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Conference Paper: Inhibitory effects of β-amyloid peptide neurotoxicity by the aqueous extracts from Verbena officinalis

TitleInhibitory effects of β-amyloid peptide neurotoxicity by the aqueous extracts from Verbena officinalis
Authors
KeywordsALZHEIMER
BETA AMYLOID
NEUROPROTECTION
VERBENA OFFICINALIS
Issue Date2005
PublisherSociety for Neuroscience
Citation
Neuroscience 2005, Washington, DC, 12-16 November 2005, Presentation no. 209.6 How to Cite?
AbstractVerbena officinialis (Verbenaceae) is a perennial plant which has been used as herbal medicine or health supplement in both Western and Eastern countries for centuries. It has been used to treat acute dysentery, enteritis, amenorrhea and depression without much knowledge about biological mechanisms. In view of its wide array of biological effects, we hypothesized that V. officinalis can exert cytoprotective effects on cells of central nervous system. In vitro cell culture model of primary cortical neurons were used to examine the neuroprotective effects of V. officinalis against toxins/biological stresses. Pre-treatment of aqueous extracts of V. officinalis significantly attenuated the toxicity of beta-amyloid (Aβ) peptide and reducing agent dithiothreitol. Since Aβ peptide plays important roles in pathogenesis of Alzheimer’s disease (AD), we have further explored the neuroprotection of V. officinalis against Aβ. Treatment of V. officinalis attenuated Aβ-triggered DEVD-and VDVAD- cleavage activities in dose-dependent manner. Furthermore, V. officinialis attenuated the phosphorylation of both interferon-inducing protein kinase (PKR) and c-Jun N–terminal kinase (JNK) in Aβ-treated neurons. Taken together, we have proved our hypothesis by showing the novel neuroprotective effects of V. officinalis. As V. officinalis has long been used for many years to be a folk medicine, our study may provide a lead for its potential to be a neuroprotective agent against neuronal loss in AD. Supported by SWL and MSY are supported by postgraduate studentship from The University of Hong Kong. The study is partially supported by HKU Seed Funding for Basic Research (2004 & 2005) to RCCC.
Persistent Identifierhttp://hdl.handle.net/10722/95494

 

DC FieldValueLanguage
dc.contributor.authorLai, SWen_HK
dc.contributor.authorYu, MSen_HK
dc.contributor.authorYuen, WHen_HK
dc.contributor.authorZee, SSYen_HK
dc.contributor.authorSo, KFen_HK
dc.contributor.authorChang, RCCen_HK
dc.date.accessioned2010-09-25T16:04:03Z-
dc.date.available2010-09-25T16:04:03Z-
dc.date.issued2005en_HK
dc.identifier.citationNeuroscience 2005, Washington, DC, 12-16 November 2005, Presentation no. 209.6en_HK
dc.identifier.urihttp://hdl.handle.net/10722/95494-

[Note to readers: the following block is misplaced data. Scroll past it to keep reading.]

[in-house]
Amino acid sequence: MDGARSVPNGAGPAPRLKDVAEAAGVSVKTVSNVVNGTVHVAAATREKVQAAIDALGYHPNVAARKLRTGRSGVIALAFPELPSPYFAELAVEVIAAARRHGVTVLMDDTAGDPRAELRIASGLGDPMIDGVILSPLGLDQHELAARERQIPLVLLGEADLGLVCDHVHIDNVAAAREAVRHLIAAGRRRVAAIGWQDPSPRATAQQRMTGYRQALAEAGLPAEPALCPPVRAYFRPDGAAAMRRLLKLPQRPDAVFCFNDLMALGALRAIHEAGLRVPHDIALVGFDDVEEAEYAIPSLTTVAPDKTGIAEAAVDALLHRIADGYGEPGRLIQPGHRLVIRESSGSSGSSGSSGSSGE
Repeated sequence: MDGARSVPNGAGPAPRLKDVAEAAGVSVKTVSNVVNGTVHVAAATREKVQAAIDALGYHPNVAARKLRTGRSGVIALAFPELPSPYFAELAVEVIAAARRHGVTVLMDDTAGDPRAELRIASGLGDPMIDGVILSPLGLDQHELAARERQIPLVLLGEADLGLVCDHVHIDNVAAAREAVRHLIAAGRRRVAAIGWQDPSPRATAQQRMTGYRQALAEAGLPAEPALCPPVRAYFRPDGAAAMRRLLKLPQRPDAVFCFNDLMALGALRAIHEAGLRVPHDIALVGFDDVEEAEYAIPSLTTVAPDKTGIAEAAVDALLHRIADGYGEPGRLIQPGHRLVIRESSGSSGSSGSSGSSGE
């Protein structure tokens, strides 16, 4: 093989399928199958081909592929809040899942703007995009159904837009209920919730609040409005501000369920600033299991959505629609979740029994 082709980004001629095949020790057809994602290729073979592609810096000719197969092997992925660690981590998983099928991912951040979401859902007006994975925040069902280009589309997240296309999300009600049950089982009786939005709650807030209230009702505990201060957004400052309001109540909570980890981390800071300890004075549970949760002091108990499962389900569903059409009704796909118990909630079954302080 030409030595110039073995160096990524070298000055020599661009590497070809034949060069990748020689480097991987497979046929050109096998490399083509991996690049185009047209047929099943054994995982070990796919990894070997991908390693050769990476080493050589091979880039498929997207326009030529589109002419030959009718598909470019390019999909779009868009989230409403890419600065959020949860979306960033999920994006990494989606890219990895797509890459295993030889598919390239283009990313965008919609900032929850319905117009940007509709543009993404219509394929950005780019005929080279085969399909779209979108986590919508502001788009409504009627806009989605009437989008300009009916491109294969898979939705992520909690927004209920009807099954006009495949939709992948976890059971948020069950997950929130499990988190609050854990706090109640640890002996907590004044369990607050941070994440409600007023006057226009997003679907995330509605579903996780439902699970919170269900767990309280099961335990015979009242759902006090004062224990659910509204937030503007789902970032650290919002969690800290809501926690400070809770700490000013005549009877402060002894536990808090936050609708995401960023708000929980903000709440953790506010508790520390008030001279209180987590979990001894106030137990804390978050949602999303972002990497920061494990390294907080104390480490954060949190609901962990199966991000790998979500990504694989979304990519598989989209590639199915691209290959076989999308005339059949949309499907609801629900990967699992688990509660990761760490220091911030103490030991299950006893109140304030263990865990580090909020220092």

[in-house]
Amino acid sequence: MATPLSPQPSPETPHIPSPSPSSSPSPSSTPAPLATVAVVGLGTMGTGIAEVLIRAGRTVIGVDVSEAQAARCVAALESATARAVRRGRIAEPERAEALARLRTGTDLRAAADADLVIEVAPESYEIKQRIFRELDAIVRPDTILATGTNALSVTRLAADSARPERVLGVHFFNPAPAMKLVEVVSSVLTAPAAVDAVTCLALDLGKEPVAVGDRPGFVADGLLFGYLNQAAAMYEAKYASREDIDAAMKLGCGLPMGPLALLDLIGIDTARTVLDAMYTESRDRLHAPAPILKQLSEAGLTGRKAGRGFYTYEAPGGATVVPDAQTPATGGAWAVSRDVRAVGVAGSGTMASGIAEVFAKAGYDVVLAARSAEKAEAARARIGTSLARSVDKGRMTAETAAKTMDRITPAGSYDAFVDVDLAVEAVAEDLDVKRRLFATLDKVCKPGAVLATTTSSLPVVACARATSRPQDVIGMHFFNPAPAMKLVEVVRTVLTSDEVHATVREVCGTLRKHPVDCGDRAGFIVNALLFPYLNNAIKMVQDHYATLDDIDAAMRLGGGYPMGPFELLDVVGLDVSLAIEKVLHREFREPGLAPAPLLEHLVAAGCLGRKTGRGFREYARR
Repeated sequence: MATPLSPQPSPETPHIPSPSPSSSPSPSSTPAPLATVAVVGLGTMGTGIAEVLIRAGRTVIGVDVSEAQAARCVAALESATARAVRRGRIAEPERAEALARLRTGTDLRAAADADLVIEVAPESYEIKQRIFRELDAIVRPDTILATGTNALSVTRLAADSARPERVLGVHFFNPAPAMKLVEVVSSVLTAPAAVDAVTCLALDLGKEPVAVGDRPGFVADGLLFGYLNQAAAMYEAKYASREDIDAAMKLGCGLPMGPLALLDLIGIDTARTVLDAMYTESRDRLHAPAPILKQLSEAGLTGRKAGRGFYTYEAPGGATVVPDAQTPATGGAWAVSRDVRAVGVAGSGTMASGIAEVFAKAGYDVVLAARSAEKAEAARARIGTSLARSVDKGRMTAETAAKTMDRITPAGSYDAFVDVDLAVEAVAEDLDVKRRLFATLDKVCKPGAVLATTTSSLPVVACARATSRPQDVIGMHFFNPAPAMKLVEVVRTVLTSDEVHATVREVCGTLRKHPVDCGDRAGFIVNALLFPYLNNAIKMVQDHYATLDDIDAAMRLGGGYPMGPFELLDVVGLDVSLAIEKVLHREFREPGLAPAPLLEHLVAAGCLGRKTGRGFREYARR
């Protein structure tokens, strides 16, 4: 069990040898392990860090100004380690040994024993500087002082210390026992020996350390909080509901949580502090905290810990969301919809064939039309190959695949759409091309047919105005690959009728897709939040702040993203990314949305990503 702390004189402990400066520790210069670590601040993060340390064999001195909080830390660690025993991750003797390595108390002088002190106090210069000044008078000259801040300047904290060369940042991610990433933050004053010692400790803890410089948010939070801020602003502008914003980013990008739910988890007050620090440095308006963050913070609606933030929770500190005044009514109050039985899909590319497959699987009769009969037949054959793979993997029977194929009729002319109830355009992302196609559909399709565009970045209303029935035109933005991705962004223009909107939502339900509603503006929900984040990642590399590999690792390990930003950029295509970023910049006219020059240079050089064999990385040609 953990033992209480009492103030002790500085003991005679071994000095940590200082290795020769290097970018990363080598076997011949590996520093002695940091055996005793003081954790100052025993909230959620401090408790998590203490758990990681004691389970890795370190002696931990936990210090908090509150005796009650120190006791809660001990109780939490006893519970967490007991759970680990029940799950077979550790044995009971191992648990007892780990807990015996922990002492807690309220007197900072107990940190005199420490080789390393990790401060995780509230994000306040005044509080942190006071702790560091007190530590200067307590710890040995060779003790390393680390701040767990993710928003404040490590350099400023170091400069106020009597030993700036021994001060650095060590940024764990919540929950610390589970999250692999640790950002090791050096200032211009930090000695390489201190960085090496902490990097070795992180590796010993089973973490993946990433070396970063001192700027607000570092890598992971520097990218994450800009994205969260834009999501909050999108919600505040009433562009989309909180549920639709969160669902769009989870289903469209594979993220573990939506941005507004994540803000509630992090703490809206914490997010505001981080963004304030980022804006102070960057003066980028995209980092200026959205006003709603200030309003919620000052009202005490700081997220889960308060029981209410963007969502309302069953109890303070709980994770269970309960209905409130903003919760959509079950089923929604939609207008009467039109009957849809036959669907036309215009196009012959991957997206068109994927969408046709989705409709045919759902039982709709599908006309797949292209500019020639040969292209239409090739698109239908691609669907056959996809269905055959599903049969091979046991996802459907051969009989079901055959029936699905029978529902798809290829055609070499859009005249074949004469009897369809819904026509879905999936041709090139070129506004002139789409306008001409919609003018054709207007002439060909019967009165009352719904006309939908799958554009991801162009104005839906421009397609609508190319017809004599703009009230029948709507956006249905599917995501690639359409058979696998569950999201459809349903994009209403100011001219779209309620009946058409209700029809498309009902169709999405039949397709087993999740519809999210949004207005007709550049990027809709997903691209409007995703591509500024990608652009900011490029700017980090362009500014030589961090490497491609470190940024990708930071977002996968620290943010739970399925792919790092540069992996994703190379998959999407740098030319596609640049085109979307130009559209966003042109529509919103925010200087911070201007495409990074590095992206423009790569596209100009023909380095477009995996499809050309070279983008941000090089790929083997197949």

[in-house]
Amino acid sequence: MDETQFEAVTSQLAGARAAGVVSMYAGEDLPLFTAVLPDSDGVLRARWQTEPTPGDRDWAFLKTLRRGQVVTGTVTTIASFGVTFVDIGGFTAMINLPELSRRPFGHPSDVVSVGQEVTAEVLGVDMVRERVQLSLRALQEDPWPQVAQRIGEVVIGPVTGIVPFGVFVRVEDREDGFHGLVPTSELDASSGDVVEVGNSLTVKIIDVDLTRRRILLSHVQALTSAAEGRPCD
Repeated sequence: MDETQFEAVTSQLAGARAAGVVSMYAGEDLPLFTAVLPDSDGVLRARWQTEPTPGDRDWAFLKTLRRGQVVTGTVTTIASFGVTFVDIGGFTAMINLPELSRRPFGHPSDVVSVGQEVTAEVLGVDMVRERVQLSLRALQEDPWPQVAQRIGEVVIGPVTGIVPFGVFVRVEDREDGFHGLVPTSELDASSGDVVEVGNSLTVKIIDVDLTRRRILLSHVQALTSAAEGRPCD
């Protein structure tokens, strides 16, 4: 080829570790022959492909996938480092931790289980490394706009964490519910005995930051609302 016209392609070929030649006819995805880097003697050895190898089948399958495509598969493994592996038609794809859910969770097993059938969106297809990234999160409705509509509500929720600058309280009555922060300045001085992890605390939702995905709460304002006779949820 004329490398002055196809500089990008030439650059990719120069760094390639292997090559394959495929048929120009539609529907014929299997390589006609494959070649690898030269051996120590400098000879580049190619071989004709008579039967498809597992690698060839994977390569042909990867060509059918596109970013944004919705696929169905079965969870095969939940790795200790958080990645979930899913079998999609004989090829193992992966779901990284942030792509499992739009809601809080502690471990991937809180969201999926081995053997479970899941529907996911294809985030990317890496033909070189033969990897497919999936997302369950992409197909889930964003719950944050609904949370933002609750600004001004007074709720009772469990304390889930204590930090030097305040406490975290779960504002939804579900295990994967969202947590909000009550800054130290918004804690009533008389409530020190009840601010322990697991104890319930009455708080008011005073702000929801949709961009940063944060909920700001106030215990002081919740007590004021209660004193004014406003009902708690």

dc.description.abstractVerbena officinialis (Verbenaceae) is a perennial plant which has been used as herbal medicine or health supplement in both Western and Eastern countries for centuries. It has been used to treat acute dysentery, enteritis, amenorrhea and depression without much knowledge about biological mechanisms. In view of its wide array of biological effects, we hypothesized that V. officinalis can exert cytoprotective effects on cells of central nervous system. In vitro cell culture model of primary cortical neurons were used to examine the neuroprotective effects of V. officinalis against toxins/biological stresses. Pre-treatment of aqueous extracts of V. officinalis significantly attenuated the toxicity of beta-amyloid (Aβ) peptide and reducing agent dithiothreitol. Since Aβ peptide plays important roles in pathogenesis of Alzheimer’s disease (AD), we have further explored the neuroprotection of V. officinalis against Aβ. Treatment of V. officinalis attenuated Aβ-triggered DEVD-and VDVAD- cleavage activities in dose-dependent manner. Furthermore, V. officinialis attenuated the phosphorylation of both interferon-inducing protein kinase (PKR) and c-Jun N–terminal kinase (JNK) in Aβ-treated neurons. Taken together, we have proved our hypothesis by showing the novel neuroprotective effects of V. officinalis. As V. officinalis has long been used for many years to be a folk medicine, our study may provide a lead for its potential to be a neuroprotective agent against neuronal loss in AD. Supported by SWL and MSY are supported by postgraduate studentship from The University of Hong Kong. The study is partially supported by HKU Seed Funding for Basic Research (2004 & 2005) to RCCC.-
dc.languageengen_HK
dc.publisherSociety for Neuroscience-
dc.relation.ispartofSociety for Neuroscience Annual Meetingen_HK
dc.subjectALZHEIMER-
dc.subjectBETA AMYLOID-
dc.subjectNEUROPROTECTION-
dc.subjectVERBENA OFFICINALIS-
dc.titleInhibitory effects of β-amyloid peptide neurotoxicity by the aqueous extracts from Verbena officinalisen_HK
dc.typeConference_Paperen_HK
dc.identifier.emailYuen, WH: whyuen@srpdfond.comen_HK
dc.identifier.emailZee, SSY: botanya@hkucc.hku.hken_HK
dc.identifier.emailSo, KF: hrmaskf@hkucc.hku.hken_HK
dc.identifier.emailChang, RCC: rccchang@hkucc.hku.hken_HK
dc.identifier.authoritySo, KF=rp00329en_HK
dc.identifier.authorityChang, RCC=rp00470en_HK
dc.identifier.hkuros107123en_HK
dc.identifier.hkuros148404-

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